Melons (also known by their botanical name Cucumis melo) are tender, sweet tasting fruits that can be successfully grown from seeds, in the UK.  Sow melon seeds in springtime – from March to the middle of May.  If you’re too late to sow seeds (or if you don’t have access to a glasshouse), you don’t have to miss out, as young melon plants can be purchased from many nurseries and garden centres.

Aubergines (also known as Eggplant or by the plant’s botanical name, Solanum melogena) are tender plants that need warmth and bright sunshine if they’re to thrive.  Sow aubergine seeds in pots of peat-free compost, inside a heated propagator or glasshouse, from January to April.  Ensure your seedlings are grown in an area that enjoys bright light.

From the end of May or beginning of June, (when there is no risk of cold temperatures or frost) if you garden in a warm area, aubergine plants can be hardened off (brought out from the glasshouse during the daytime and then taken back inside again at night for a couple of weeks), before being planted outside in a warm, bright and sunny area. 

Carrots, also known by their botanical name of Daucus carota, are an easy to grow, delicious root vegetable.  There are a wide range of carrot cultivars available for gardeners to grow, from the more regularly seen orange coloured carrots, to red, purple, white, or yellow coloured carrots.  I enjoy the subtle differences in the taste and texture of the carrots of each colour variation. 

Asparagus, also known by its botanical name of Asparagus officinalis, is a delectable vegetable, which is made even more appetising when you eat the spears the same day they are harvested.  The sooner you eat asparagus spears, the sweeter they taste.  Freshly harvested asparagus spears have a familiarly sweet quality, it’s rather like the sweetness we enjoy when we eat freshly harvested sweetcorn.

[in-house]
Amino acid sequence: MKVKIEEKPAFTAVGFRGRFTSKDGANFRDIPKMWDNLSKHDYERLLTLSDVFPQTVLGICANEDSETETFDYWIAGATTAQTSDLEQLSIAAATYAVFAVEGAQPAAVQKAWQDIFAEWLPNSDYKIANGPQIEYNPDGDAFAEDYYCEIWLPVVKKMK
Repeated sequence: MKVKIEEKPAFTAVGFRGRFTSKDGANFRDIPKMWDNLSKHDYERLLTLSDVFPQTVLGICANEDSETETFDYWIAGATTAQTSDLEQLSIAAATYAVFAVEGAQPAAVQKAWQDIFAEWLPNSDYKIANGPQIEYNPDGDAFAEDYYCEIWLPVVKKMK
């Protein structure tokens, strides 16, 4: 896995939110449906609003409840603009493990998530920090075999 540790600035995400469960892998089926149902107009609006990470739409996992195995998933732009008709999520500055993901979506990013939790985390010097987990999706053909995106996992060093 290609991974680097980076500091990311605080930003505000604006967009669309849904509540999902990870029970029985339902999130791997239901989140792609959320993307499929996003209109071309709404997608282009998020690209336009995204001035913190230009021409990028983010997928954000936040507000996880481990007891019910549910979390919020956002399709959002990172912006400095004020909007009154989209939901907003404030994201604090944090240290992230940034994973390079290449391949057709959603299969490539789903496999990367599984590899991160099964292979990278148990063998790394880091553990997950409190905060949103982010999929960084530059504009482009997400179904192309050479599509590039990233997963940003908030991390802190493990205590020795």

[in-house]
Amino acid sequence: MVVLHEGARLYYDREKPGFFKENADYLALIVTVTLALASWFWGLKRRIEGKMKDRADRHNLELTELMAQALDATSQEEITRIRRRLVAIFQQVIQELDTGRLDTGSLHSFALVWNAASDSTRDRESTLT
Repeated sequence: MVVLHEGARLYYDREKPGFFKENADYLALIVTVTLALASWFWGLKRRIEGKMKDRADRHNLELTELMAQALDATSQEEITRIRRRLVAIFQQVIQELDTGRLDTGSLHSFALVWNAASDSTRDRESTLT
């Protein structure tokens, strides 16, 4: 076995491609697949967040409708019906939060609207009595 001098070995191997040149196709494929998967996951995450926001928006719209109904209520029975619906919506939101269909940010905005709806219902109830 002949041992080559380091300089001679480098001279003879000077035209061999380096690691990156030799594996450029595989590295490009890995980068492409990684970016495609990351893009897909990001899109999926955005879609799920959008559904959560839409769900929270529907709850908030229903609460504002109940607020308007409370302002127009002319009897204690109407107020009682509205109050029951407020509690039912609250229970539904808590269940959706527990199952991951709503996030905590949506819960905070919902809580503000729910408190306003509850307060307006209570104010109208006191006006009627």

Apples, also known by their botanical name of Malus domestica, are a group of deciduous fruit trees, which originate from Asia and have been cultivated for a great many years.

In the UK, apples are commonly divided into two groups: culinary or cooking apples and dessert apples.  Other countries do not group, or consider apples in this way, they treat apples as one group.

Figs, also known by their botanical name of Ficus carica, are wonderfully beautiful shrubs or trees, that produce delicious, parthenocarpic fruits in summer and early autumn.  In the UK, figs grown outdoors produce one crop of figs a year, but when the same fig plant is grown in warmer climates it can crop at least twice a year.

Fig shrubs or trees are very attractive, their large, beautiful leaves are very handsome indeed, these plants can add a pleasing character and charm to the garden.

Broad beans (also known by their botanical name of Vicia faba) are wonderfully easy to grow beans that tastes delicious.  If you haven’t grown them before, you might think of yourself as someone who doesn’t like broad beans, but stay with me – it’s still worth growing this fabulous vegetable.  That sounds mad, I know, but so far, I have converted every single friend who had previously thought they disliked broad beans.